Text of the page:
The Life of Nero by Suetonius

Executive summary

Nero Claudius Caesar Augustus Germanicus was born Lucius Domitius Ahenobarbus in 37 AD. He was the fifth Roman emperor and the final emperor of the Julio-Claudian dynasty, reigning from 54 AD until his suicide in 68, aged just 33.

He was the son of Gnaeus Domitius Ahenobarbus and Agrippina the Younger, one of the daughters of Germanicus and sister to the emperor Gaius (Caligula). After Caligula was assassinated in 41 AD, Germanicus’ brother Claudius – who was Agrippina’s uncle – took the throne. Claudius took his niece as his fourth wife in 49 AD.

A year later Claudius was persuaded by Agrippina to adopt her son, Lucius Domitius, and make him his heir. Nero was 13 when he was adopted. When Claudius died (in October 54) it was widely believed that Agrippina poisoned him to ensure her son succeeded to the throne before Claudius’s biological son by his third wife, Britannicus, came of age and presented a more natural successor. A year later, Nero had Britannicus murdered to secure his position.

Nero was 17 when he came to the throne. In the early years of his reign Nero was advised and guided by his mother Agrippina, his tutor Seneca the Younger, and his praetorian prefect Sextus Afranius Burrus and ruled moderately and well. But he soon sought to rule independently and to rid himself of restraining influences. His power struggle with his mother was eventually resolved when he had her murdered in 59. Both the murder of Britannicus and Agrippina have elements of farcical ineptitude (see below).

Nero was popular with the members of his Praetorian Guard and lower-class commoners in Rome and its provinces. He organised lavish games, he periodically gave money to the people, he carried out modernising building works. But he was deeply resented by the Roman aristocracy.

The historically closest sources we have – Suetonius in his Lives and Tacitus in his Annals – describe Nero as tyrannical, self-indulgent, and debauched. But then, they were all written under the aegis of the dynasty which succeeded the Julio-Claudians – the Flavians – and so, to some extent, represent propaganda for that dynasty with the aim of rubbishing the emperors which came before.

After his increasingly debauched, spendthrift and reckless rule alienated the aristocracy, Nero was declared a public enemy by the Roman Senate, and forced to flee Rome to a country estate where he committed suicide at the age of 33.

Nero’s death led to chaos as three military commanders vied for supremacy, in what came to be called the Year of Four Emperors, AD 69, the rivals being Galba, Otho, Vitellius, and Vespasian.

I’ve reviewed Suetonius’s biographies of the four emperors who preceded Nero, namely Augustus, Tiberius, Gaius (Caligula) and Claudius and along the way given several summaries of Suetonius’s approach. This is to give a brisk overview of his subject’s biography before moving on to look at specific areas of the emperor’s person – his appearance, family history and relationships, personality, quotes, the omens which surrounded his birth and death, and much other gossip and scandal.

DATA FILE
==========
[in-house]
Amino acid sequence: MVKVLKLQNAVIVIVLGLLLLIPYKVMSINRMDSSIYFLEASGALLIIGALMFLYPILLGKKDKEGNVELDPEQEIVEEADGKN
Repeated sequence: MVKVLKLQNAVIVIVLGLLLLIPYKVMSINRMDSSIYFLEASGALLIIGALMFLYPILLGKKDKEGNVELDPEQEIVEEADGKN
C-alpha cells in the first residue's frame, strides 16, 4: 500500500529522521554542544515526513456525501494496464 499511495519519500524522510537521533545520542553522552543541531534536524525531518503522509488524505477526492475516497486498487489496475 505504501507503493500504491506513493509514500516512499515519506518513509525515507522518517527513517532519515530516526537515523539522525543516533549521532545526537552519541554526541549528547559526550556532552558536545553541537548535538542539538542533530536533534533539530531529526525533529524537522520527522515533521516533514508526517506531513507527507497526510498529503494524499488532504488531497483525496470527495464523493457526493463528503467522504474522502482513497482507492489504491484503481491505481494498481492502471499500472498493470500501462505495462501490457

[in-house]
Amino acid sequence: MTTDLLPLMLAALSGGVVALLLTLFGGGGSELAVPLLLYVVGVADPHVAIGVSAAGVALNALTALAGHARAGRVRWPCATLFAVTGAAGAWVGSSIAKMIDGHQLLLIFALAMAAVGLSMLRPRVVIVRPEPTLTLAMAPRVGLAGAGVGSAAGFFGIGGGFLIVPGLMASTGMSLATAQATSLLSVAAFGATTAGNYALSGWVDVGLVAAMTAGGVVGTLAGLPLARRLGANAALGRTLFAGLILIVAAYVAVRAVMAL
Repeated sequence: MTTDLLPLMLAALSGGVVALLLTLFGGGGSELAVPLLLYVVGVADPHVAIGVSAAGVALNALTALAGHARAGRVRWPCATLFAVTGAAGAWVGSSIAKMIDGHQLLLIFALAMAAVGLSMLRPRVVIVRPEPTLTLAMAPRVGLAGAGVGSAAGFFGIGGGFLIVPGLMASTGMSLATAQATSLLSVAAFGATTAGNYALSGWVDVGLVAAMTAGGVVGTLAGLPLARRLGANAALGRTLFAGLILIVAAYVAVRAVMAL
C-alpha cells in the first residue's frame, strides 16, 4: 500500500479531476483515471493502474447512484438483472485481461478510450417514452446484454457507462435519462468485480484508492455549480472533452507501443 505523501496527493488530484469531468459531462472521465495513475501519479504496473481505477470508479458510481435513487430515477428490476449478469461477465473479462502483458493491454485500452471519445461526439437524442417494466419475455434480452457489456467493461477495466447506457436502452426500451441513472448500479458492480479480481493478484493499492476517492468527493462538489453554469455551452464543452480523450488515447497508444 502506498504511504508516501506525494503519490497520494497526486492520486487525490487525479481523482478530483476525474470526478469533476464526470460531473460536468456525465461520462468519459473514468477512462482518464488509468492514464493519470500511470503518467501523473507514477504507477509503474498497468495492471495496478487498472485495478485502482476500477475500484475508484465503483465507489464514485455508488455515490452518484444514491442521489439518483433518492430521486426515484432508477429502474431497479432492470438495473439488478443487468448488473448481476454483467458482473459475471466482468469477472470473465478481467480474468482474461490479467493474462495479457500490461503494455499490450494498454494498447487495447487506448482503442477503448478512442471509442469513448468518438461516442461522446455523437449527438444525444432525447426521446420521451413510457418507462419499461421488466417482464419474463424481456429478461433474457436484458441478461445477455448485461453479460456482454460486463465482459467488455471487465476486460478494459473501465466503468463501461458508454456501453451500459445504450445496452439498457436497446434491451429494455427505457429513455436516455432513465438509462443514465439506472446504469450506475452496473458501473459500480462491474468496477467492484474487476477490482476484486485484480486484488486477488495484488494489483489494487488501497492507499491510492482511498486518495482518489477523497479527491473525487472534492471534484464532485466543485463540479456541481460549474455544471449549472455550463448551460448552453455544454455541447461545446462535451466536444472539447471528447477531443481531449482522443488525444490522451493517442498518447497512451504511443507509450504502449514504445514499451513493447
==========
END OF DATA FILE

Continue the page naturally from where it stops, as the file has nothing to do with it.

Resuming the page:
Suetonius’s life of Nero is 57 (short) chapters long. It can be divided into five sections or parts:

  • the first five chapters describe Nero’s male forebears among the Ahenobarbi family
  • chapters 6 to 19 describe ‘Nero’s less atrocious acts’, many actually deserving praise
  • then, at chapter 20, Suetonius lets rip and commences a lurid account of Nero’s ‘follies and crimes’
  • chapters 40 to 49 give a long drawn-out description of his moral collapse following the revolt in Gaul, his abandonment by servants and friends, his flight from Rome and suicide
  • 50 to 57 describe his funeral and the aftermath

Suetonius’s life of Nero

The first five chapters describe Nero’s make forebears from the Ahenobarbi family:

  • Nero’s great-great-great grandfather, Gnaeus Domitius Ahenobarbus, when tribune of the commons in 104 BC, was enraged at the priests for choosing someone else as pontifex maximus, so he transferred the right of filling vacancies in the priesthoods from the colleges themselves to the people in the Tribal Assembly (the law was subsequently repealed by Sulla). Having defeated the Allobroges and the Arverni in his consul­ship, he rode through the province on an elephant, attended by a throng of soldiers, in a kind of triumphal procession
  • His son, Lucius Domitius Ahenobarbus (98 to 48 BC), when consul in 54 BC, tried to deprive Caesar of the command of the armies in Gaul. The senate appointed him to succeed Caesar as governor of further Gaul and when Caesar invaded Italy in 49, he was the only one of the aristocratic party who showed any energy or courage, organising the defense of Corfinium. When Corfinium was taken Caesar characteristically granted him clemency but he rejoined the aristocratic party. He was killed at the battle of Pharsalus and is mentioned in one of Cicero’s speeches as a principled example of the old Republic.